Eventually Jennings moved to Minneapolis, where his father lived, and quickly gained attention on the local music scene. Jennings was offered as much as $1 million to sign a recording contract, and was encouraged by his father and others to do so, but he refused: he worried that his musical vision might be compromised, and he cared little for the money. As Jennings told Chris Riemenschneider in the Star Tribune in 2002, "I really am not against [signing a record deal]. I'm just against doing it now, with the industry being what it is, and my career where it is."
Jennings wrote, performed, and produced his self-titled debut over a three-year period of time, releasing the album in 1998. He recorded Mason Jennings in the basement of his rented house, recording each instrument himself on a four-track player. He later jokingly said that he listened to it 700 times before releasing it. The album soon received airplay on local stations, and Jennings won a Thursday night spot at the 400 Bar in Minneapolis. "As a debut," wrote Dan Lee in All Music Guide, "this is an amazingly realized work." Jennings, having no idea his first album would sell so well, had printed his home address on the album. As a result, he received an avalanche of gifts, letters, and poems—mementoes of appreciation—from adoring fans.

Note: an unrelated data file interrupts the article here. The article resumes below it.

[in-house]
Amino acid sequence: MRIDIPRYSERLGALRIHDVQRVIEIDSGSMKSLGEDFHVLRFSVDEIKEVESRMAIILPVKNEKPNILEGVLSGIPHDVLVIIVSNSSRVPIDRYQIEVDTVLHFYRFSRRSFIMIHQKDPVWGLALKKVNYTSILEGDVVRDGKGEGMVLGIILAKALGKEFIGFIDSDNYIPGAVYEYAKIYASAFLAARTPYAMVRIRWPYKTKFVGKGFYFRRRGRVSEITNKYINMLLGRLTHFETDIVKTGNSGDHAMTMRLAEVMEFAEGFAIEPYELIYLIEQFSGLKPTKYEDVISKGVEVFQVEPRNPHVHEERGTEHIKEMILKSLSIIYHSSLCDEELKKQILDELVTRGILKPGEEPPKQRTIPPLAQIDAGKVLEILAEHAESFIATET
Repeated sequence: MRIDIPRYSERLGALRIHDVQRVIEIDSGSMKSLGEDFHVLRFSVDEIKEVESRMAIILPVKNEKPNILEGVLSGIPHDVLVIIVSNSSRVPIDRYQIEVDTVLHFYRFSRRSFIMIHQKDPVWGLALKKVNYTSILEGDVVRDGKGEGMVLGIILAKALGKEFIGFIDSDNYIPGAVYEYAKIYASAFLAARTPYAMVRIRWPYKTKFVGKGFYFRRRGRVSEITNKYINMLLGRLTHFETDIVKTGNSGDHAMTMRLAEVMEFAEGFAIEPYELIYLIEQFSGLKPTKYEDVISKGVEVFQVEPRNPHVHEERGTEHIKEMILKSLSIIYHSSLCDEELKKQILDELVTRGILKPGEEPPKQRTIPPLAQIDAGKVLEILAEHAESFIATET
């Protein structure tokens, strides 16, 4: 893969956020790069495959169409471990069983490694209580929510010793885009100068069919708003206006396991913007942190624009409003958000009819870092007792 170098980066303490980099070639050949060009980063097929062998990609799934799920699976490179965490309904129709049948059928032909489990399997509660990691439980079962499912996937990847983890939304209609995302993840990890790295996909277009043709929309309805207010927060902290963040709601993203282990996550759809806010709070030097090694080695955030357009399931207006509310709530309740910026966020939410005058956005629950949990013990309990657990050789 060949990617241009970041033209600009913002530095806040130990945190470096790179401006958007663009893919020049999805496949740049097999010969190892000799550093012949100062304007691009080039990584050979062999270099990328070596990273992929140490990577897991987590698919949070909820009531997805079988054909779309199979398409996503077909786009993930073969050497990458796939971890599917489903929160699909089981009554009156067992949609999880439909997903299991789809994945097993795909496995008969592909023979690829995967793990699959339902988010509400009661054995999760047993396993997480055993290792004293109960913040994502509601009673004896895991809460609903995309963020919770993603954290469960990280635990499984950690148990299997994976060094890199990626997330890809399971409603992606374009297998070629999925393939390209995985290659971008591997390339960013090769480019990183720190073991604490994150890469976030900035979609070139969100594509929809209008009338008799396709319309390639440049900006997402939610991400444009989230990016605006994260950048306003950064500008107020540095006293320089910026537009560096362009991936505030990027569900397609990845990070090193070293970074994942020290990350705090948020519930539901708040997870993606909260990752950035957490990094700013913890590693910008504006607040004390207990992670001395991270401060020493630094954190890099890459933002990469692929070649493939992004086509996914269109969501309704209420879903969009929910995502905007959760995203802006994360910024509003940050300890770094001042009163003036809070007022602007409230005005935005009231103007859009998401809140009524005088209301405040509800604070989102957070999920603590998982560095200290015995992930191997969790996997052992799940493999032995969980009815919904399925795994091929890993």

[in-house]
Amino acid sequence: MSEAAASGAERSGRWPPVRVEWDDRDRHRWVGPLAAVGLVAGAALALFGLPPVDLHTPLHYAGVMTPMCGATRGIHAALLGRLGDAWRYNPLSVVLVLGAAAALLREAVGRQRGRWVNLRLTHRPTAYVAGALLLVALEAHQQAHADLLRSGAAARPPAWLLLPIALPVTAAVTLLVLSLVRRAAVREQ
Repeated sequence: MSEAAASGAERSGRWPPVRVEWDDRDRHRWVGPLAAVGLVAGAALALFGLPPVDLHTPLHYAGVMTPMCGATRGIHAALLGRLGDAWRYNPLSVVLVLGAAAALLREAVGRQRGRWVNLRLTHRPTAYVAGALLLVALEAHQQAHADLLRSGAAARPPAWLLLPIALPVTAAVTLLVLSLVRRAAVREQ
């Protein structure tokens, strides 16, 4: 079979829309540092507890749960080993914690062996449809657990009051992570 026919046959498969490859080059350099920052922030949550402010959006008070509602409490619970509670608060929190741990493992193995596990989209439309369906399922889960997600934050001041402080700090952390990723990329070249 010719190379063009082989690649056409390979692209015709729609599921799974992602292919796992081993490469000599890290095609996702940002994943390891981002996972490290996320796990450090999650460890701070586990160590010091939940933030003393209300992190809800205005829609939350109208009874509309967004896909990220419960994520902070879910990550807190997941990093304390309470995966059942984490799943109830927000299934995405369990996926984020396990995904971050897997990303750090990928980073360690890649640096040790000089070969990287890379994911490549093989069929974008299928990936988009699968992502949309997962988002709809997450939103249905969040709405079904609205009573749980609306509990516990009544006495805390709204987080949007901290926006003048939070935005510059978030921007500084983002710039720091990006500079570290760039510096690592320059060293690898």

Jennings formed the Mason Jennings Band with Robert Skoro and Chris Stock, and had started to record his second album when he contracted mononucleosis, sidelining his efforts for six months. "It was a nice learning experience," he told Casey, "because I had a year to just think about exactly what to do differently." When Jennings returned to performing, he laid aside his previous work and opted to record a handful of songs with strong political messages. Birds Flying Away was recorded in eight days, though Jennings would have to wait until he could raise $20,000 to issue the album in 2000. Even then, he was only able to press 5,000 copies initially. "I think this record is important because it pushes out all the musical parameters," he told Casey.